WASHINGTON – After several years adrift, the U.S. space program provided several technical firsts in 2012 that will soon extend beyond our solar system. Meanwhile, China demonstrated that it is a serious space-faring nation by taking the first steps toward establishing its own space station.
Few space feats since the Apollo moon landings captured the imagination of Earthlings like the Aug. 6 landing of the Mars Curiosity Rover at Gale Crater. NASA Jet Propulsion Lab rocket engineers arguably pulled off the most spectacular and nerve-wracking landings since the Apollo 11 lunar module touched down at Tranquility Base in 1969. JPL’s risky, untested sky crane technique worked perfectly after mission controllers endured a now famous “Seven Minutes of Terror” as the Curiosity probe blaze through the thin Martian atmosphere (view video below).
"We [now] have a priceless national asset" on Mars, a jubilant Pete Theisinger, the Mars Science Laboratory project manager, declared after Curiosity landed.
Building on the early success of Curiosity, the space agency announced this week a new multi-year Mars exploration program that includes a more sophisticated rover set to launch in 2020. Between now and 2020, a series of Mars mission will study the Martian atmosphere and interior while relay satellites are launched to provide data links for future missions.
There were other space firsts in 2012, including the arrival of the first commercial cargo ship to the International Space Station, the first Chinese female taikonaut and China’s initial effort to build a space station.
Elsewhere in the solar system, a U.S. probe found frozen water on the scorched inner-most planet, Mercury. And a pair of U.S. probes heading out of the solar system discovered a “magnetic highway” that connects our heliosphere with interstellar space.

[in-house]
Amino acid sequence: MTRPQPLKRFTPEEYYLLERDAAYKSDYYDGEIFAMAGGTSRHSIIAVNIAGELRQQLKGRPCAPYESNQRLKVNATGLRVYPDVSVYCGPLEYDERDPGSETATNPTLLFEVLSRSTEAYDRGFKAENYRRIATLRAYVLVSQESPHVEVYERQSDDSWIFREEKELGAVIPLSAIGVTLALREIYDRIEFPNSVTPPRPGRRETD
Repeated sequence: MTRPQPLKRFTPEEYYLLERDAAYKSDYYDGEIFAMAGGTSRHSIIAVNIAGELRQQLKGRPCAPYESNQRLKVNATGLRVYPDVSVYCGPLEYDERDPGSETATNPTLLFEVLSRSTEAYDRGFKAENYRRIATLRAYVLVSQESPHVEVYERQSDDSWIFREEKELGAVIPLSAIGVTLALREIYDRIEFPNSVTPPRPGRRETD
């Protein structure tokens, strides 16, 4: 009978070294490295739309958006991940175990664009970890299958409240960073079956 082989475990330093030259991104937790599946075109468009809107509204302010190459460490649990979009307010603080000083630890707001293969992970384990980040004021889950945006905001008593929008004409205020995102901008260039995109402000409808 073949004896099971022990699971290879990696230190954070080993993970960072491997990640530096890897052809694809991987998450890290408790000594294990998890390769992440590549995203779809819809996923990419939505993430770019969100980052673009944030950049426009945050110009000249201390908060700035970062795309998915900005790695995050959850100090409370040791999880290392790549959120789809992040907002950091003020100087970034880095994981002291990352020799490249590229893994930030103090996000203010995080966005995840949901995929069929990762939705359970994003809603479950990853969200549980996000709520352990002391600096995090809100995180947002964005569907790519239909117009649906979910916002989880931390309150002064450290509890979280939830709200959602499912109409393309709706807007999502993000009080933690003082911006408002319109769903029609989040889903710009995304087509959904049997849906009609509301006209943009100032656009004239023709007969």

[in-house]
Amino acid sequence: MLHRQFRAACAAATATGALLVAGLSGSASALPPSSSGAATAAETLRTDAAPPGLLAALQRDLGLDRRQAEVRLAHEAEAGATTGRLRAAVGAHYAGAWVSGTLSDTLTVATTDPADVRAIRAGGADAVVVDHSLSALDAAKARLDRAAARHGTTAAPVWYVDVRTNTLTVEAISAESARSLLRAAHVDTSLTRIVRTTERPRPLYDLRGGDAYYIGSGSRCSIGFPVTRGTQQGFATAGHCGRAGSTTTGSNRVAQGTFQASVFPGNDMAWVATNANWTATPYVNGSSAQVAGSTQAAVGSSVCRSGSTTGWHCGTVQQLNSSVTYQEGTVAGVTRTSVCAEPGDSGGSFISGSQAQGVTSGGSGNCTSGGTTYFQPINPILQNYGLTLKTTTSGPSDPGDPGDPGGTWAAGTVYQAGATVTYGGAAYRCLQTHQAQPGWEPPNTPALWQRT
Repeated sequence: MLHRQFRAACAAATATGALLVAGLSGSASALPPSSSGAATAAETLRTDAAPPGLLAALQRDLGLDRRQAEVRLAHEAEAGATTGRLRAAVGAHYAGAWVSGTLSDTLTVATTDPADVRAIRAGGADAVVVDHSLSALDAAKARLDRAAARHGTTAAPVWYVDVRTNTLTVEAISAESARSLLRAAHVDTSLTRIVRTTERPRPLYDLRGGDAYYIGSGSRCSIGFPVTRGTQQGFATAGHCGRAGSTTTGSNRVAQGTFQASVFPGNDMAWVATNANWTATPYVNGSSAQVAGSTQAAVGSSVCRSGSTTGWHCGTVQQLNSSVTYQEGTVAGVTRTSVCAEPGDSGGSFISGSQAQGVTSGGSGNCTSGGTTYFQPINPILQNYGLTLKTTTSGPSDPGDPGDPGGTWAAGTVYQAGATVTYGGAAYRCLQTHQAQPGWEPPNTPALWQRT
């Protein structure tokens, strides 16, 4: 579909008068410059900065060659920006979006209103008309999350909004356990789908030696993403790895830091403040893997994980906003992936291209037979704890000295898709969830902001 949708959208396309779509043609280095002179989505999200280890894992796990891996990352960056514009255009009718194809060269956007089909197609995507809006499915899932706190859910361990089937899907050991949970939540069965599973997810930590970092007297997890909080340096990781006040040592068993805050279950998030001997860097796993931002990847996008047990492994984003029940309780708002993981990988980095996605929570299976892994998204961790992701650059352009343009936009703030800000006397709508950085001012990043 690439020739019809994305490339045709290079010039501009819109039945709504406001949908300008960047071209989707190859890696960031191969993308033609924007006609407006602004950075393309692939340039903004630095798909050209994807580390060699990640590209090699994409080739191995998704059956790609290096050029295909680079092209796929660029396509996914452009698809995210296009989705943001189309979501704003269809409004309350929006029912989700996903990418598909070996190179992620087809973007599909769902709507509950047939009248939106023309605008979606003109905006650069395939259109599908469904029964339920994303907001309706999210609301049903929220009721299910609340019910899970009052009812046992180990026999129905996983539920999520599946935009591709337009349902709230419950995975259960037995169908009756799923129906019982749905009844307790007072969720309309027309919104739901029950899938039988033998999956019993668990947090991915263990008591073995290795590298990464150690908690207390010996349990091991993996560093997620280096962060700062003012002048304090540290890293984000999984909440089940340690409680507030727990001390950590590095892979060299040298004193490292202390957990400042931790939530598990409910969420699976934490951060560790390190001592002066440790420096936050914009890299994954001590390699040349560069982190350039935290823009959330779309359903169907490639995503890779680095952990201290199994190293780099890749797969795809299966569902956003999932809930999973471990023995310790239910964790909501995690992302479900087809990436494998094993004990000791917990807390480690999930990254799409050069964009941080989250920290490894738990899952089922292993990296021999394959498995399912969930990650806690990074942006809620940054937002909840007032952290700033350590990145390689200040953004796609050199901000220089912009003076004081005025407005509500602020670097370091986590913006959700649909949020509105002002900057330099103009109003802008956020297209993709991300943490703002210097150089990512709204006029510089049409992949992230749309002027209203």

I don’t believe we have a define goal in mind for space. I see going above earth’s orbit as an essential extension of our intelligence. It is something we should be able to do, every day and twice on Sunday. It should be common place. We should double down and create a platform that supports regular use of space. As the active intelligence on this planet we are the protectors of life. That to me is our mission in space. We need the resources, three planets to support out current level of activities. We can continue to dig and burn our way across the planet. Until we all live in the Sahara or we can decide to start the migration to space now. Before we are force to.
The current idea for going to mars to put a few humans down gravity well seems to be a waste of resources. Why get trapped on another planet? What do we hope to achieve? Are we playing king of the hill? We can go to mars and get back home. How does this play out a year after we leave mars? What about ten years after leaving mars? The hold mission to mars just seems childish. The Chinese might do this to prove they can but we should know better. It‘s not about the giant leap. It’s about successive leaps that create mile stones to multiple goals. Simple example is Lois and Clark versus the railroads system. Both set off across America but any given day, you can get on a train.
Plenty of explorers willing to make the one-way trip to Mars? That's hard to believe.